Playing Chess with Glioblastoma

We hear about precision therapy for glioblastoma, that is, the possibility of analyzing the genes of the specific tumor person and of using specific therapies to treat that specific tumor, maximizing efficacy. These types of therapies differ from protocols that must conform to all glioblastoma patients, such as the famous STUPP protocol.

In these days a very interesting work has been published describing a case of application of a personalized and precision therapy: Impressive response to dabrafenib and trametinib plus silybin in a patient with wild-type IDH glioblastoma heavily pretreated with BRAFV600E mutant and SOX2 amplification. I liked the work even if it refers to a single case because it tells a kind of chess game between doctors and the patient on one side and glioblastoma on the other. This helps to understand and how these therapies work and how effective can be.

Wild-type glioblastoma is the most frequent primary brain tumor in adult patients and its prognosis is still poor with a median survival of approximately 1 year. The BRAFV600E mutation, an important target for personalized therapy, was identified in approximately 3% of these patients. These patients can be given BRAF inhibition. However, glioblastoma sometimes responds with expression of the SOX2 gene which may represent an important mechanism of resistance to BRAF inhibitors by activation of gene STAT3.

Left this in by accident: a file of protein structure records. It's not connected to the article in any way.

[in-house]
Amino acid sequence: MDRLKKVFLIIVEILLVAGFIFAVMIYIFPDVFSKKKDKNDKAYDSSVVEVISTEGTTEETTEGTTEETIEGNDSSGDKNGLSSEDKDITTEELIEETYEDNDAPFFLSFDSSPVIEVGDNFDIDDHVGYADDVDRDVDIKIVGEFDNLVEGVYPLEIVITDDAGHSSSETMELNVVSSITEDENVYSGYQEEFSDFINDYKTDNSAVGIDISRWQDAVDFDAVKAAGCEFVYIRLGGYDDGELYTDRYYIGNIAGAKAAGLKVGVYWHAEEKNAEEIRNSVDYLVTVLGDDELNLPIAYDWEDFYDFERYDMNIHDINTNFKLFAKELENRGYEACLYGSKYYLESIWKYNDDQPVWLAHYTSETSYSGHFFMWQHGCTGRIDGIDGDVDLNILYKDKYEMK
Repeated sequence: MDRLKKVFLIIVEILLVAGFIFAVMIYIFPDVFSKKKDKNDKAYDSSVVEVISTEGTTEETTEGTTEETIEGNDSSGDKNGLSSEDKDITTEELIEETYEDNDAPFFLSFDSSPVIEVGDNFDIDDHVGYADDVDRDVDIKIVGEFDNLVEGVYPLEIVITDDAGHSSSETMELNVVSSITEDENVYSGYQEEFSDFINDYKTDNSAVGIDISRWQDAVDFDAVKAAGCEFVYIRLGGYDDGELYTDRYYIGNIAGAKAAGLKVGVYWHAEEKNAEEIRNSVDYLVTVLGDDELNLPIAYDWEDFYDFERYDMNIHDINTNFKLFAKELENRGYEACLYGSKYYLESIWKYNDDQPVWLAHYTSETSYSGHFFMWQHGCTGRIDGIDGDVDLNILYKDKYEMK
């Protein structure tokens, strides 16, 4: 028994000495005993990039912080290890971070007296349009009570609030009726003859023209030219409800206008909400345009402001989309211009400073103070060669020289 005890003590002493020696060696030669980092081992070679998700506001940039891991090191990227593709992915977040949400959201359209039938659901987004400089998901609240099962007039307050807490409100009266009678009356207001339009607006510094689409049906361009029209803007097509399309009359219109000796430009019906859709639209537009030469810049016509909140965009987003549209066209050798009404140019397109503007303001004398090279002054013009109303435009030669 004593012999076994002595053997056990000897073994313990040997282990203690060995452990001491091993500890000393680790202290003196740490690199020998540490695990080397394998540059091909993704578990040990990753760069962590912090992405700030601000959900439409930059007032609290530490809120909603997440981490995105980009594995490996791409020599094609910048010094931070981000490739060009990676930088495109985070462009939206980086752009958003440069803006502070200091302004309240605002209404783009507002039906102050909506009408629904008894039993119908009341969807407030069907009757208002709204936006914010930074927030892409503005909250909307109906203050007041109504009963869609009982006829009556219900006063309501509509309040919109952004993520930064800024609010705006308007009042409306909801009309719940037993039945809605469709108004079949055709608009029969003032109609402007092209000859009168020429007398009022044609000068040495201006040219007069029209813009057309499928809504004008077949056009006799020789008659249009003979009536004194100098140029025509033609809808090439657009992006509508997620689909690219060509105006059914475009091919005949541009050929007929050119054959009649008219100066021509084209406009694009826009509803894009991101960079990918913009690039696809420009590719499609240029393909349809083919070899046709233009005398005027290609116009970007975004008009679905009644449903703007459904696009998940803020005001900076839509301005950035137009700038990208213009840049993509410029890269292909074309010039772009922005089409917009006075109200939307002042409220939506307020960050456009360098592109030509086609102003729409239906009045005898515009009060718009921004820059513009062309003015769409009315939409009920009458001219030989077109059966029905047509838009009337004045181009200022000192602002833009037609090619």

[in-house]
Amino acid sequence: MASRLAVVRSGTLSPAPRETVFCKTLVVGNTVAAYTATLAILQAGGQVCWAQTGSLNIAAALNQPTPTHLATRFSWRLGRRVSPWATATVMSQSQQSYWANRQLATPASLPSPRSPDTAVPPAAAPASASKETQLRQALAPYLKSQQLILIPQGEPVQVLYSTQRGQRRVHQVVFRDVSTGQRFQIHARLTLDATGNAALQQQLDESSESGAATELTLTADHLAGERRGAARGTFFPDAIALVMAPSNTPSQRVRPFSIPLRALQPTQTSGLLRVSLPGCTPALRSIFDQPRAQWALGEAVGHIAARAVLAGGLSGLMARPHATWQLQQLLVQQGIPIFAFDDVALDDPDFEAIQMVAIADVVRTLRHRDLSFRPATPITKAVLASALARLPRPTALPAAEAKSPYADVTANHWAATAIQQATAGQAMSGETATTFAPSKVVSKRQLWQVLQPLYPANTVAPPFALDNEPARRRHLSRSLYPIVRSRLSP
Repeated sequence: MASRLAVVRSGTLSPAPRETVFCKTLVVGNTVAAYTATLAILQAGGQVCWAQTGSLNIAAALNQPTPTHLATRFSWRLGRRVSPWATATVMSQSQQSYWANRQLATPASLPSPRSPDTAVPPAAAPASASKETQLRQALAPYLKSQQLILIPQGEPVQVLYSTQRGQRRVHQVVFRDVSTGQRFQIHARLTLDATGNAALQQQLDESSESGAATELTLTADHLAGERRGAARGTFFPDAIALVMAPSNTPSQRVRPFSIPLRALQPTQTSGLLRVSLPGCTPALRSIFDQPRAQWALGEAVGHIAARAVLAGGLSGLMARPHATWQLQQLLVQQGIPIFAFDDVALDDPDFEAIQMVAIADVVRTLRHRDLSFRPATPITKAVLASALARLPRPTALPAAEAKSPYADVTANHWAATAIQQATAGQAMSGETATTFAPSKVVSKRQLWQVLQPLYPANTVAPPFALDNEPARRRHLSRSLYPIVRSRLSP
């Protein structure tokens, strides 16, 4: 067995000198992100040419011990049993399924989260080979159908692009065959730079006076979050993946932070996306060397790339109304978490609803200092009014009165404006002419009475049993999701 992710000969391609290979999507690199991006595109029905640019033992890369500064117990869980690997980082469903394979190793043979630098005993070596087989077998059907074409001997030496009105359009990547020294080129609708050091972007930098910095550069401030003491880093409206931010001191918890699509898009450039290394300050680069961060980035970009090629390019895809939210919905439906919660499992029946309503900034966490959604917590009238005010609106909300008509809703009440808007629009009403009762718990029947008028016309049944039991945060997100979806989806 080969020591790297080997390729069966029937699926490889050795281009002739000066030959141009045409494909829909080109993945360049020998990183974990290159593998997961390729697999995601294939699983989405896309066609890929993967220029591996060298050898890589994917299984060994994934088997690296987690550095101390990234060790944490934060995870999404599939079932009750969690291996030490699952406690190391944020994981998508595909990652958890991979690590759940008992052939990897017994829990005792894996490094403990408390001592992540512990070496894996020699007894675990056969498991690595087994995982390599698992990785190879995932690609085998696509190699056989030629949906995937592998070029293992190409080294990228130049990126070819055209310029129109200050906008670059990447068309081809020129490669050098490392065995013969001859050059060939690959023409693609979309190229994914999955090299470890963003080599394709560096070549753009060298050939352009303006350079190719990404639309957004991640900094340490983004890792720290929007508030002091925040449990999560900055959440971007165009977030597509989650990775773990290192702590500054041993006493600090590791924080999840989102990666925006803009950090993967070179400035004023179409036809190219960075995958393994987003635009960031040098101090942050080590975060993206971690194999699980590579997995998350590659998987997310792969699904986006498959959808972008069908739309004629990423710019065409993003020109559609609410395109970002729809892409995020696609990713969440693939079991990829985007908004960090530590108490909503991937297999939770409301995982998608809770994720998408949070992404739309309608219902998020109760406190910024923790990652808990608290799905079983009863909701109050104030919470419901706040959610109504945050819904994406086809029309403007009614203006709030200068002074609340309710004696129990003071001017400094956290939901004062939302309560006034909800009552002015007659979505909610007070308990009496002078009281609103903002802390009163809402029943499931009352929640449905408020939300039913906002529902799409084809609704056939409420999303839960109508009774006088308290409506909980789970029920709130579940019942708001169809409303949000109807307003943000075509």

The case study examined by the article refers to a 42-year-old man with heavily pretreated glioblastoma (i.e. a patient who has already done several treatments which however proved to be ineffective) with BRAFV600E mutation and SOX2 amplification. The patient, treated at the Istituto Oncologico Veneto of Padua, had a complete response to dabrafenib plus trametinib and silybin, a powerful inhibitor of STAT3. The patient is currently still on treatment after a total of 24 months with maintenance therapy.

To glioblastoma that over-expressed the SOX2 gene, doctors responded by adding silybilin to the treatment which inhibits the STAT3 gene, which in turn resists BRAF inhibitors.

The result is promising and demonstrates how personalized treatment with BRAF inhibitors in patients with glioblastoma with the BRAFV600E mutation and silybin play an important role in reducing drug resistance during BRAF inhibitor therapy.

In short, a kind of chess game with moves and counter moves. These personalized and precision therapies can be a solution at least for patients with mutations for whom there is an effective drug or drug combination. Certainly these therapies are not easy to apply: the patient must go to a specialised center where it is possible to carry out a complete genetics analysis of the glioblastoma and an entire team must think about the specific case but in this way what seems impossible becomes possible.

I hope I have told you in the simplest way possible how precision therapy works by examining a documented case. It is to be hoped that more and more effective precision therapies will become available and more patients may have a hope of long-term survival.